— Secretary Antony Blinken (@SecBlinken) December 5, 2022
Will they withdraw?
Christoph Vogel, who researches conflicts in eastern DRC, tells The Africa Report that a number of factors may have informed M23 rebels’ strategy on announcing withdrawal from occupied territories.
One major element, he says, could be America’s increased pressure on “the group’s alleged Rwandan backers” and DRC peace talks with several rebel groups in Nairobi which has come with a roadmap on disarmament.
The latest round of talks in Nairobi chaired by former Kenya president Uhuru Kenyatta ended on Monday. Further talks are scheduled for February 2023.
Vogel says the M23 decision “may be linked to the DRC’s willingness to negotiate” with the group which has so far been excluded.
He adds that “the disengagement statement may also be a means to gain time and observe broader evolution, or even to reorganise after a period of intense clashes”.
However, Kinshasa has not made a public commitment to dialogue with the rebels.
M23 political president Bertrand Bisimwa recently admitted that it would be hard for the Tshisekedi government to invite them officially for dialogue given the tense political situation ahead of the presidential elections next year.
All political groups have in the past months been competing to show disapproval of M23 through protests.
Vogel says M23’s announced withdrawal is yet to be confirmed on the ground.
“Whether it (statement) heralds an actual withdrawal or not remains to be seen.”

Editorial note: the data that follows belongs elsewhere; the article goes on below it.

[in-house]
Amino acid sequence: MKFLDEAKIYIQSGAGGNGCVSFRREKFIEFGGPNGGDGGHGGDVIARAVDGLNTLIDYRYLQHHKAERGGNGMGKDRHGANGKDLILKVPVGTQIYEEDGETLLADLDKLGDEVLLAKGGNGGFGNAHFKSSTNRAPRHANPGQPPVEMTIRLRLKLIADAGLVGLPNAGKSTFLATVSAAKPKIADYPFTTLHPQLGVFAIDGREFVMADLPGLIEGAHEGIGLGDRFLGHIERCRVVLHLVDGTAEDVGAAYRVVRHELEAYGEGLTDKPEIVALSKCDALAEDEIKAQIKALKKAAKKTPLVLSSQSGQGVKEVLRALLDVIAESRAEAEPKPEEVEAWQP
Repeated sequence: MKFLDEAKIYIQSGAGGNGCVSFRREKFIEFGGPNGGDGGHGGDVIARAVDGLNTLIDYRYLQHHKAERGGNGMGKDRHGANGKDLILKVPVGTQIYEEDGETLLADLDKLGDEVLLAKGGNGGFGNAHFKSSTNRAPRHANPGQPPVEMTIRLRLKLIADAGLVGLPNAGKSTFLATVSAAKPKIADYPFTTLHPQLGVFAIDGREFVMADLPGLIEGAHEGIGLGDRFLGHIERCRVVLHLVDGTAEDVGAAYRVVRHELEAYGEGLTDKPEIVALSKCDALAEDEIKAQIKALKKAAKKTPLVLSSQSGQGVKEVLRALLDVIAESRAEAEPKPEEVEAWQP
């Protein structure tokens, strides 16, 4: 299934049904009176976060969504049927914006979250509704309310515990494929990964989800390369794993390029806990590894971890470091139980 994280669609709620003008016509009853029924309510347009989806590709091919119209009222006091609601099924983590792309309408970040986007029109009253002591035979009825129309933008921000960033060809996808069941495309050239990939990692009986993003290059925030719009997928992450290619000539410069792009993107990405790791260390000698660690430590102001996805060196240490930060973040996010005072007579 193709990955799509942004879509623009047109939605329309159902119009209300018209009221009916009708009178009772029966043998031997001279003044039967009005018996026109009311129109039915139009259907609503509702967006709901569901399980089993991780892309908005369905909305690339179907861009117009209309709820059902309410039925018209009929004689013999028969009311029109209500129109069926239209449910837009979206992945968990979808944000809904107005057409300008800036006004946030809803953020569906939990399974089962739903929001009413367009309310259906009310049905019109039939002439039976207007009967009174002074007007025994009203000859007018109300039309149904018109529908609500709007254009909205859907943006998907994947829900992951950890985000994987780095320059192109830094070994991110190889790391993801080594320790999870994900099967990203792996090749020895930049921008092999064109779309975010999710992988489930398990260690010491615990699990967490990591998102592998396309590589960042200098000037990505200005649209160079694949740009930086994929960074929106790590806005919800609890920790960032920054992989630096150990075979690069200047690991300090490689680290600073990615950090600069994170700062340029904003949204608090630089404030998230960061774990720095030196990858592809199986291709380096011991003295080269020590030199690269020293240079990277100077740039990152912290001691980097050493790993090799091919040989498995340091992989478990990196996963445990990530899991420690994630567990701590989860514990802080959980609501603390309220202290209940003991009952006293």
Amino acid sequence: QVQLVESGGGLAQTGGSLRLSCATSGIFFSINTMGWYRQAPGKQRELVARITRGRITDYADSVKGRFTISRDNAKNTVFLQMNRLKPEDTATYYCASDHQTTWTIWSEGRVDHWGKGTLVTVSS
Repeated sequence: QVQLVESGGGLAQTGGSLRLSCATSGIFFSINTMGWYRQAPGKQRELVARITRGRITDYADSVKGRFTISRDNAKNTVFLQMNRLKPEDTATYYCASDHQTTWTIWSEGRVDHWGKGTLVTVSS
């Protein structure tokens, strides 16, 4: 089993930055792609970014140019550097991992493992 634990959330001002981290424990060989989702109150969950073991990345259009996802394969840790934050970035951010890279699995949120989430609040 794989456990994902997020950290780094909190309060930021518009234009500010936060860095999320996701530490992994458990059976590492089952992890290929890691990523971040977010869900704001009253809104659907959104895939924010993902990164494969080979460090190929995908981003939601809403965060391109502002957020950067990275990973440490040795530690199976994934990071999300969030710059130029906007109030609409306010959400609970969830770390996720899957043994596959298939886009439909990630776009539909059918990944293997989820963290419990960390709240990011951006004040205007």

Another factor has been the deployment of the East Africa standby force.
Burundi, Kenya and most recently South Sudan have deployed soldiers in parts of DRC as part of the East African Community initiative to pacify the region.
Kenyan soldiers are deployed in Goma and they have vowed to protect it from the rebels.
Conflict resolution postponed?
The rebel group originates from the unresolved issues of the 2003 peace agreement which led to the end of the second Congo war and the formation of a coalition government.
Military officers such as Bosco Ntaganda, now indicted by the International Criminal Court and Laurent Nkunda never joined the coalition government.
Ntaganda formed the National Congress for the Defence of the People (CNDP) in 2005 that fought until 2019 when it signed a peace agreement with Joseph Kabila’s government leading to a three-year lull in fighting.
Whether it (statement) heralds an actual withdrawal or not remains to be seen.
Key tenets of the agreement were amnesty and integration of the rebels into the DRC national army.
However, in 2012, the group felt Kinshasa had not met its obligation and broke off to form the M23 movement.
Upon defeat in 2013, another agreement was signed in Kampala by the rebels and Kinshasa, which saw the M23’s renunciation of rebellion and transformation into a political party while DRC’s government pledged to offer amnesty to combatants and release prisoners.
It’s the failure to implement these commitments by both sides that led to a resurgence of fighting.